“I don’t coach athletes, I coach people. I believe athletes own their sport and with ownership comes responsibility, and if you own something you value it more.”

Keeping with this philosophy he does not rate coaching an athlete to a World University Games any more successful than coaching an athlete who quit the sport at 15 but emerged out of the experience a better person.

He cites one such cherished memory at a road race some years as best encapsulating his motivation for coaching.

“I remember the grandmother of an athlete, who had experienced emotional and intellectual difficulties, was in tears of joy on the side of the road saying how much that athlete had improved because of athletics. She said he had learned the importance of commitment, time management all the things you require as an athlete which had helped his academic development.

“For me moments such as this are pivotal in my coaching career. It really comes down to the fact that although much of the sport is about winning, as far as I’m concerned winning is not necessarily about coming first. If, in your time as an athlete, you learn about time-management, the importance of commitment, working hard and getting on with your peers, then, in my mind, you have won.”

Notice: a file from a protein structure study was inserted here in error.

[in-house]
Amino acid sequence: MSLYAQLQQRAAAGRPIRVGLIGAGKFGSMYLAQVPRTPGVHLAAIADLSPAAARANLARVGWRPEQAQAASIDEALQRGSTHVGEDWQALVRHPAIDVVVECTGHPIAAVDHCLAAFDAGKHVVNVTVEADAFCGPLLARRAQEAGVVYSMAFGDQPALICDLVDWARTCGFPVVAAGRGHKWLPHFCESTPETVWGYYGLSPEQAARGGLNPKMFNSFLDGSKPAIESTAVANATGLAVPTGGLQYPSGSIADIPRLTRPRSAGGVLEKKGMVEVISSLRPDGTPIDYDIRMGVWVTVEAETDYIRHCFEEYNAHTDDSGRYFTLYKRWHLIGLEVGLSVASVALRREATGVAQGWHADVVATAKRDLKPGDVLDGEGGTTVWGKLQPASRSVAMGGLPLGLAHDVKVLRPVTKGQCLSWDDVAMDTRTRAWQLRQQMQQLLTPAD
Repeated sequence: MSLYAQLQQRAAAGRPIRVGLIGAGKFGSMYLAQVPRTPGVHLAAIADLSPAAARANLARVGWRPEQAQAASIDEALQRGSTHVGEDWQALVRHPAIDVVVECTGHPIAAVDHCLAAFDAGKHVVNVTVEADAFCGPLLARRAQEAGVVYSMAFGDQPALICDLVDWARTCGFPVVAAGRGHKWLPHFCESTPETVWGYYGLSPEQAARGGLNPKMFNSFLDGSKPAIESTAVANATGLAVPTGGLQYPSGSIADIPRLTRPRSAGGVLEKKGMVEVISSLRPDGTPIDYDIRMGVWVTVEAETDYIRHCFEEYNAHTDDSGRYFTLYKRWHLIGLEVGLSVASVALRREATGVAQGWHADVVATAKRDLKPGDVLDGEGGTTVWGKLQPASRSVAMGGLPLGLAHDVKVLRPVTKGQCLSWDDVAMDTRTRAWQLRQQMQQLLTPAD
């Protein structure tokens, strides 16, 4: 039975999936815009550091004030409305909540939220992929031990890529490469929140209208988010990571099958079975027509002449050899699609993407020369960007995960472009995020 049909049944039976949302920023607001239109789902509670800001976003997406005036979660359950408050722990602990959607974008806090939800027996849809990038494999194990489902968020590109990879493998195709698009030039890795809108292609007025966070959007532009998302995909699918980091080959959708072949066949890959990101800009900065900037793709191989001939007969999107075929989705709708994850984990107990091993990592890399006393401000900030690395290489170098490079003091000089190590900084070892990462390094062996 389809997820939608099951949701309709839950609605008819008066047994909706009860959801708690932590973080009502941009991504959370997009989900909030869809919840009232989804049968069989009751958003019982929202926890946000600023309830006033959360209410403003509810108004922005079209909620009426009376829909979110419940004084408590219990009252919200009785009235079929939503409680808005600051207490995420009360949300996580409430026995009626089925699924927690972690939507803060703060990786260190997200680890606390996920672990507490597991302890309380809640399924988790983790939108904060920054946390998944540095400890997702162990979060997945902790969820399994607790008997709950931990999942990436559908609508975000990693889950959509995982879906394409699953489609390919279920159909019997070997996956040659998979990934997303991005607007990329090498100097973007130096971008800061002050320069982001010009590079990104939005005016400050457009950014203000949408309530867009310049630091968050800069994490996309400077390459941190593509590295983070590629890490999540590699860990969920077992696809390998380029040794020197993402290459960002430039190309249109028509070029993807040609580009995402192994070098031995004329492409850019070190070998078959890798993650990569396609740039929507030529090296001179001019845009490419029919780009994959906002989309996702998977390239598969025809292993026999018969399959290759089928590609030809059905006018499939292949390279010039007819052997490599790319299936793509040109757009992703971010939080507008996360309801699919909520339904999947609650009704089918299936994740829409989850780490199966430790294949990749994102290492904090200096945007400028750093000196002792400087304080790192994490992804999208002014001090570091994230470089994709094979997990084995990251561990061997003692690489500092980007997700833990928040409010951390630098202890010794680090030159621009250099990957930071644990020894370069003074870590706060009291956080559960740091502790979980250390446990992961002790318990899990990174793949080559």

Coaching a large group of athletes in Invercargill, several athletes in Dunedin and even an Irish mountain running who discovered Lance after reading an article on Jack Beaumont – life can be challenging coaching at Surrey Park located at the bottom tip of New Zealand’s South Island.

“We have an all-weather track and jumps pit but often the weather is too cold to do anything too highly specialised technically,” he admits. “If it is cold and wet you often have to think outside the square, so a technical session might be heading to the grandstand to do a session on the stairs. You have to prepare yourself for every type of weather situation down here.”

Lance also admits after school age the area loses many of its athletes as they start university life in larger New Zealand cities or in the US.

Yet for Lance, there is no trace of bitterness and staying true to his philosophy he never refers to athletes as “my athletes” and is instead more than happy to have simply played a part in their athletics education.

“Greer (Alsop) now works with Terry Lomax in Christchurch and I have no problem with this because you cannot coach a technical event by email,” he explains. “The fact is, I’m happy to know that Terry has an athlete with a good grounding in the sport. The same goes for many other athletes I’ve worked with like Hannah (Miller), Atipa and Jack, who are currently coached by others at their US universities.”